But the one thing we are not, except for the long pass right at the end of the first half, which shouldn't have been thrown on us because we should have been in a cover three with a post‑safety, but we are not getting the ball thrown over our head. I think that's one of the biggest things our defense has done a good job is eliminate X-plays. You're not giving up a 75‑, 80‑yarder that's thrown over your head.
I think it depends; if you're going to throw the ball down in front of us, we have to rally up, we have to tackle you and we have to make you drive the field a little bit about, and I think that's what we are trying to do now.
We want to be in our zones, deep to short and make sure we have 11 guys running to the football and hopefully we can get a little bit of pressure on the quarterback and not let him throw an accurate ball that's a catchable, runnable‑type play.
Q. Is it frustrating when you're giving up the short passes underneath?
CHIP KELLY: You have to make tackles, yeah. But you've got to defend something. And right now, I know we are real adamant about not giving up X-plays and not getting the ball thrown over our head.
Q. As bad as it appeared yesterday, is there anything positive that you can take out of that? How do you move forward from a game like that?
CHIP KELLY: Yeah, I think we did some good things. I think offensively we moved the ball and there's correctible mistakes there. I thought we competed on the defensive side of the ball, and I think we left them on the field a little bit too much in the third quarter there.
And I think in special teams, aside from the punt block and that kickoff return, we are getting a decent job and decent effort out of those guys.
So I think there are some positives and that's what you ‑‑ you look at the negatives and you put a plan in place to correct what we are doing wrong and then build upon the positives as we get ready to go play the Giants.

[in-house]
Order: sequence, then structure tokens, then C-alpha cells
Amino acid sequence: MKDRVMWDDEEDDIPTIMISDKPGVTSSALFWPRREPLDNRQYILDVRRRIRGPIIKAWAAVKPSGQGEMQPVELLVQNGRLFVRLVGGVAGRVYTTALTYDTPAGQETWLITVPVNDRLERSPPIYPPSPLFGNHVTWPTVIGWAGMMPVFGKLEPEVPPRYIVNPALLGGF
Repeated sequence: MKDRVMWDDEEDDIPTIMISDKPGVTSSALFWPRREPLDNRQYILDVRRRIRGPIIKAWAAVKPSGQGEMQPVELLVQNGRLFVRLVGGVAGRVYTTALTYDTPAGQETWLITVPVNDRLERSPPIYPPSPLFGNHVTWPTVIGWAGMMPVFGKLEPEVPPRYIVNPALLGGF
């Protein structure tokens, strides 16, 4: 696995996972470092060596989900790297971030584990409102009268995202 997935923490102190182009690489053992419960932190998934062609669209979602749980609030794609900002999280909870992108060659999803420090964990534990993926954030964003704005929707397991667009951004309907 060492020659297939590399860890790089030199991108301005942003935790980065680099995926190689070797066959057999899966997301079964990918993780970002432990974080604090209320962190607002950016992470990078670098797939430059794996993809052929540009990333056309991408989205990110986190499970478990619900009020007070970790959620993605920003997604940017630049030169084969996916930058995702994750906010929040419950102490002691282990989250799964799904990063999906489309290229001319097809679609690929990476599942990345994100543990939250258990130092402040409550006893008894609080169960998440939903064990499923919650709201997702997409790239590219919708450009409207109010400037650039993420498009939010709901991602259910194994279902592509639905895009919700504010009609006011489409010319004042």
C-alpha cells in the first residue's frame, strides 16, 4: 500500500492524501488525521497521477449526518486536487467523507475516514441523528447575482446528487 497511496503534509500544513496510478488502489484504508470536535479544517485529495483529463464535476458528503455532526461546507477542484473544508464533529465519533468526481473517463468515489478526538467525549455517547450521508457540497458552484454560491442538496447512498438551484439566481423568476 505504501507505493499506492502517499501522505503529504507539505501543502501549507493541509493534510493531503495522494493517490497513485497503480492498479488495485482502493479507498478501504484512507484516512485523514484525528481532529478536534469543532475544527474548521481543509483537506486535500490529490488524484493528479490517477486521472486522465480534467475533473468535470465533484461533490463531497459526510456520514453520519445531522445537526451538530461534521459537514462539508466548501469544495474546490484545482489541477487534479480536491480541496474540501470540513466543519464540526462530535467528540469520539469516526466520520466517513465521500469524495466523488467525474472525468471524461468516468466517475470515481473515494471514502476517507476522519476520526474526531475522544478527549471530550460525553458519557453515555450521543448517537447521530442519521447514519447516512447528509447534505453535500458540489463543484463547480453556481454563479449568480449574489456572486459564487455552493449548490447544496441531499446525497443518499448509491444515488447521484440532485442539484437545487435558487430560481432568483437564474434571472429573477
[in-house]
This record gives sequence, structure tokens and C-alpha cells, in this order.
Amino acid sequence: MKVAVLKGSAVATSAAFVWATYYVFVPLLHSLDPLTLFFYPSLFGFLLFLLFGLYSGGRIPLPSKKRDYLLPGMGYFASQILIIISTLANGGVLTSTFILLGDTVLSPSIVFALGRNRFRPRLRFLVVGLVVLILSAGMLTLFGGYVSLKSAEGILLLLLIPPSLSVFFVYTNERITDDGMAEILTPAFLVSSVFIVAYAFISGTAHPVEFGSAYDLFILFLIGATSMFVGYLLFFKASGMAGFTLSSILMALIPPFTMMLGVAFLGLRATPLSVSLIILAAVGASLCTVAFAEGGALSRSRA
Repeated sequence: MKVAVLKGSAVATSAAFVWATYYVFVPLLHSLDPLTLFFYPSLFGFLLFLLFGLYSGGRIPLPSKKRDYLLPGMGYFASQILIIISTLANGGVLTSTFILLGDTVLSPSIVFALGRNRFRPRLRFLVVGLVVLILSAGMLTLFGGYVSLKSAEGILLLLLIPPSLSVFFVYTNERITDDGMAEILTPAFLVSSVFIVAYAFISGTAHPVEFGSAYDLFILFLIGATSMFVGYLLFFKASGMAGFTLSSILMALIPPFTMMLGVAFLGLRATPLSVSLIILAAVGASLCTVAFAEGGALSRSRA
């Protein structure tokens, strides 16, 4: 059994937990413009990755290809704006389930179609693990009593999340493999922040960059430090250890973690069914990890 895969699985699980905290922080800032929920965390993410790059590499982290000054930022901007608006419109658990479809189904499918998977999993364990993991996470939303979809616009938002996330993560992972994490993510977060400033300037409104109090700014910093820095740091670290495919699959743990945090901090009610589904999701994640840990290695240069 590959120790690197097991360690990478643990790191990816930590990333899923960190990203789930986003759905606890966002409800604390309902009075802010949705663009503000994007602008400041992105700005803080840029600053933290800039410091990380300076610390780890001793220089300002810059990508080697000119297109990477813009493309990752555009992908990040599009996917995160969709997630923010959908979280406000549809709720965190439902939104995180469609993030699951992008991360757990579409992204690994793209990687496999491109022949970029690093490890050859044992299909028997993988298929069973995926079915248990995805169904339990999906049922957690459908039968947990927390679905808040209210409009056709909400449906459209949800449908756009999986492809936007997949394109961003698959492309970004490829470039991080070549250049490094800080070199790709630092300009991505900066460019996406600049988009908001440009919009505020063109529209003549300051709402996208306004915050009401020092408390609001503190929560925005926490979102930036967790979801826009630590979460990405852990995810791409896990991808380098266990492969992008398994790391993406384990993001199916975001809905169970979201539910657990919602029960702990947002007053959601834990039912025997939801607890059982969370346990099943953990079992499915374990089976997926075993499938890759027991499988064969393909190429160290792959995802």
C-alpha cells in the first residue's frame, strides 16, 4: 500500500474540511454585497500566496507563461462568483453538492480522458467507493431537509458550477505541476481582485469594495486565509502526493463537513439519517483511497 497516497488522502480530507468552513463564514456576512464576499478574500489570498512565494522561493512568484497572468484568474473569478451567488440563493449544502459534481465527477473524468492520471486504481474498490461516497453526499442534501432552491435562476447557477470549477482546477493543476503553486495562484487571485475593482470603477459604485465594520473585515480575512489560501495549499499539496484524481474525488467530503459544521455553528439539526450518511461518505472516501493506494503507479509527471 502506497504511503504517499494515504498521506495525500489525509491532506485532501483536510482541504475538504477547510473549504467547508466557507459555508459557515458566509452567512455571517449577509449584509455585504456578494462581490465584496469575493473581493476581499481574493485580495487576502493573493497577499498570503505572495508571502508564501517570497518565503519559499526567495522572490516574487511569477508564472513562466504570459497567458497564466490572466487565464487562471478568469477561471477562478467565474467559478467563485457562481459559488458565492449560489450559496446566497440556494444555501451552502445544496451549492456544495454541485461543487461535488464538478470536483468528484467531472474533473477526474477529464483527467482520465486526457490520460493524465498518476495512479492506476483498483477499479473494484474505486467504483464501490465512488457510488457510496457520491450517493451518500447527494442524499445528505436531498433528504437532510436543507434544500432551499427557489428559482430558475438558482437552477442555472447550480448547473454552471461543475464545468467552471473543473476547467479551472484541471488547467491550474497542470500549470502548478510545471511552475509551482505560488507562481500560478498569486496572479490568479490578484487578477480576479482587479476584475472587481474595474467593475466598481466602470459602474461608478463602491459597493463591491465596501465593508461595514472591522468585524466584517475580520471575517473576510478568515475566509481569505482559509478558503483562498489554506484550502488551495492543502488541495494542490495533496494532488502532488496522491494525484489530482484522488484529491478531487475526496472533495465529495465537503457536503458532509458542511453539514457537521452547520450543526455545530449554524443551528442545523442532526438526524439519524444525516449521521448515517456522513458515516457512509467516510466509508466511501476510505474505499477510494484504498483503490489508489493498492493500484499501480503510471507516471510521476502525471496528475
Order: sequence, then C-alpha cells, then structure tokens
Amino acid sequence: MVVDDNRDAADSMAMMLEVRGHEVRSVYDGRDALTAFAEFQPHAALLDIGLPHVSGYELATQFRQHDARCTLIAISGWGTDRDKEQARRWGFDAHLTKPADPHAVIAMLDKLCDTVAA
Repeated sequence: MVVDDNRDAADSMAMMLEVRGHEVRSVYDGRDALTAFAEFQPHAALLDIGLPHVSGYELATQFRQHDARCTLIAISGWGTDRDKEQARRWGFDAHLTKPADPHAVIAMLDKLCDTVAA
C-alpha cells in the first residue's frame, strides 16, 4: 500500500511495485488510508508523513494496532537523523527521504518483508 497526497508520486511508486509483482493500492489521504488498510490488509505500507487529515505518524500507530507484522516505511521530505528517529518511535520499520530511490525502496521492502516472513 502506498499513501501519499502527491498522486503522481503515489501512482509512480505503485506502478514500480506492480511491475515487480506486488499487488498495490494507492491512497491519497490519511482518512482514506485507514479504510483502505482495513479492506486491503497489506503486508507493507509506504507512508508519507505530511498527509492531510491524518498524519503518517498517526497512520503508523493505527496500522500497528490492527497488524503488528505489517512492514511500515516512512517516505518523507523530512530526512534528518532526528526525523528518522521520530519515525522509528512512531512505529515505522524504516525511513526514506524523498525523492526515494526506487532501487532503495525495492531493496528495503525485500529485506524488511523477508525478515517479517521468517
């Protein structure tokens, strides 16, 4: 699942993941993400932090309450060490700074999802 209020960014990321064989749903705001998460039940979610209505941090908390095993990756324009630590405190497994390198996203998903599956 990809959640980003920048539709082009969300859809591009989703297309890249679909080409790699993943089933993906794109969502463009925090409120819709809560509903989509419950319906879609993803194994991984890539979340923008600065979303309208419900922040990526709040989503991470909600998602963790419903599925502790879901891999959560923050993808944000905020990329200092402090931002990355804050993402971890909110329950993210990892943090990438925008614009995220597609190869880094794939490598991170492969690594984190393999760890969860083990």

Q. What do you learn from a game like that?
CHIP KELLY: To not let it happen again.
Q. Are you looking at lineup changes or personnel changes after that game?
CHIP KELLY: No, it's unique. We have got 46 guys on our roster and I think almost all 46 played. So it's not like we are not getting guys in the game and guys are not playing and aren't giving us an opportunity right now.
It's not different than ‑‑ you don't have a whole, other guys, like let's put these guys in. We are rotating our defensive linemen in and getting those guys in the game. Jake Knott played a little bit of inside linebacker. Casey [Matthews] played some outside linebacker in a Connor Barwin situation.
Obviously we are a man down with safety with Pat [Chung] being out but [Earl] Wolff played a lot of snaps; Nate [Allen] played a lot of snaps. We rotated a little bit at receiver and we started to get some of our tight ends into the game.
I think you saw three running backs in the game. I don't ‑‑ there's not going to be, 'Hey, this guy is starting this week', but I think we need to get all 46 guys playing.
Q. What did you think of the way your safeties played?
CHIP KELLY: I think Nate's played better in the last two weeks and we've seen some improvement from them. I love Earl's energy in running around but he's still a young rookie just like a lot of our rookies and he made a few mistakes. Should have been in the middle of the field on that deep pass down the middle. But I love Earl's energy and he's going to fly around and he's going to give you everything he's got. But he's still learning on the job.
Q. Did you think that was one of Bradley Fletcher's better games?
CHIP KELLY: In the four that I've seen?
CHIP KELLY: Yeah, I thought Fletch did a nice job.
Q. You got Zach Ertz involved a little more, was that the plan going in or was that what they were showing you on the field?
CHIP KELLY: No, it was, we thought, based on what they did, that we could get a little more 12 in the game and see how they matched up and ran. If you're going to play man, who is matching up in man and when you're in 12 and trying to get those guys isolated a little bit so that was kind of the plan going in. I think Zach has continued to develop a little bit. We've seen more and more from him on a weekly basis here as he starts to continue to grasp what we are doing here.